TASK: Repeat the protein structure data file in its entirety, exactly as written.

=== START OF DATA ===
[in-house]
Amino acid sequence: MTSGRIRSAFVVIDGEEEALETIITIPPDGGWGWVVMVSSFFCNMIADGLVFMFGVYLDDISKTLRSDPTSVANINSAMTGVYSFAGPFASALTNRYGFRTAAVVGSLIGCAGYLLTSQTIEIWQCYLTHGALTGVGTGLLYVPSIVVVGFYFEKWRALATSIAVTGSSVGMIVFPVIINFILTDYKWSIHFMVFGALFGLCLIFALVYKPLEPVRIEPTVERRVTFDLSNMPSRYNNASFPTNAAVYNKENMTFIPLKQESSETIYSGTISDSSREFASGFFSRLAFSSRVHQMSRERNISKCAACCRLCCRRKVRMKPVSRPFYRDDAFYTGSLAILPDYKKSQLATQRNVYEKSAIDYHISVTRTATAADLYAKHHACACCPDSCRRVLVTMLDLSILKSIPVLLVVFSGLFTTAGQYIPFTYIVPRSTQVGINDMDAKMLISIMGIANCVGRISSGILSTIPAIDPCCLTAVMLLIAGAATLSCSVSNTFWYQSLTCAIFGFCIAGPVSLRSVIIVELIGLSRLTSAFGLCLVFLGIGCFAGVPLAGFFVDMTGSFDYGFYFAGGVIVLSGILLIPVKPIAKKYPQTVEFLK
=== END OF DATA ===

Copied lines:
[in-house]
Amino acid sequence: MTSGRIRSAFVVIDGEEEALETIITIPPDGGWGWVVMVSSFFCNMIADGLVFMFGVYLDDISKTLRSDPTSVANINSAMTGVYSFAGPFASALTNRYGFRTAAVVGSLIGCAGYLLTSQTIEIWQCYLTHGALTGVGTGLLYVPSIVVVGFYFEKWRALATSIAVTGSSVGMIVFPVIINFILTDYKWSIHFMVFGALFGLCLIFALVYKPLEPVRIEPTVERRVTFDLSNMPSRYNNASFPTNAAVYNKENMTFIPLKQESSETIYSGTISDSSREFASGFFSRLAFSSRVHQMSRERNISKCAACCRLCCRRKVRMKPVSRPFYRDDAFYTGSLAILPDYKKSQLATQRNVYEKSAIDYHISVTRTATAADLYAKHHACACCPDSCRRVLVTMLDLSILKSIPVLLVVFSGLFTTAGQYIPFTYIVPRSTQVGINDMDAKMLISIMGIANCVGRISSGILSTIPAIDPCCLTAVMLLIAGAATLSCSVSNTFWYQSLTCAIFGFCIAGPVSLRSVIIVELIGLSRLTSAFGLCLVFLGIGCFAGVPLAGFFVDMTGSFDYGFYFAGGVIVLSGILLIPVKPIAKKYPQTVEFLK